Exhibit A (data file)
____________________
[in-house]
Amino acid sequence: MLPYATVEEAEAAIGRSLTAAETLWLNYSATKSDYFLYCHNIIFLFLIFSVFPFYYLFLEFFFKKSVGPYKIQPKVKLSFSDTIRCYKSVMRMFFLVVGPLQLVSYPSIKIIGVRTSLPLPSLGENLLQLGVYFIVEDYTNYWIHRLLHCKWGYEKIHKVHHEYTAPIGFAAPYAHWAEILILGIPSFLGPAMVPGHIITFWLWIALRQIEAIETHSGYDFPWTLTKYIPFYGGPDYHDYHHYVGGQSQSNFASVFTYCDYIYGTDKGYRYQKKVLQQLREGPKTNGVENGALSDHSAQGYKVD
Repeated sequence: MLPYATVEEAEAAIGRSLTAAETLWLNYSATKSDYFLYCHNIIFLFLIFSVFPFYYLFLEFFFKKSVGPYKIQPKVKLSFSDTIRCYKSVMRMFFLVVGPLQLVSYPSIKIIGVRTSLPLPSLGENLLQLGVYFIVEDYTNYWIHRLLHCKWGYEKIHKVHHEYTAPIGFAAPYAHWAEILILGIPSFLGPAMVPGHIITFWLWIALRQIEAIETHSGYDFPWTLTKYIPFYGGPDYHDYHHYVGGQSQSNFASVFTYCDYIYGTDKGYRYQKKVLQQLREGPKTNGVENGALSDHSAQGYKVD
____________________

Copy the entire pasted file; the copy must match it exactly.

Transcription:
[in-house]
Amino acid sequence: MLPYATVEEAEAAIGRSLTAAETLWLNYSATKSDYFLYCHNIIFLFLIFSVFPFYYLFLEFFFKKSVGPYKIQPKVKLSFSDTIRCYKSVMRMFFLVVGPLQLVSYPSIKIIGVRTSLPLPSLGENLLQLGVYFIVEDYTNYWIHRLLHCKWGYEKIHKVHHEYTAPIGFAAPYAHWAEILILGIPSFLGPAMVPGHIITFWLWIALRQIEAIETHSGYDFPWTLTKYIPFYGGPDYHDYHHYVGGQSQSNFASVFTYCDYIYGTDKGYRYQKKVLQQLREGPKTNGVENGALSDHSAQGYKVD
Repeated sequence: MLPYATVEEAEAAIGRSLTAAETLWLNYSATKSDYFLYCHNIIFLFLIFSVFPFYYLFLEFFFKKSVGPYKIQPKVKLSFSDTIRCYKSVMRMFFLVVGPLQLVSYPSIKIIGVRTSLPLPSLGENLLQLGVYFIVEDYTNYWIHRLLHCKWGYEKIHKVHHEYTAPIGFAAPYAHWAEILILGIPSFLGPAMVPGHIITFWLWIALRQIEAIETHSGYDFPWTLTKYIPFYGGPDYHDYHHYVGGQSQSNFASVFTYCDYIYGTDKGYRYQKKVLQQLREGPKTNGVENGALSDHSAQGYKVD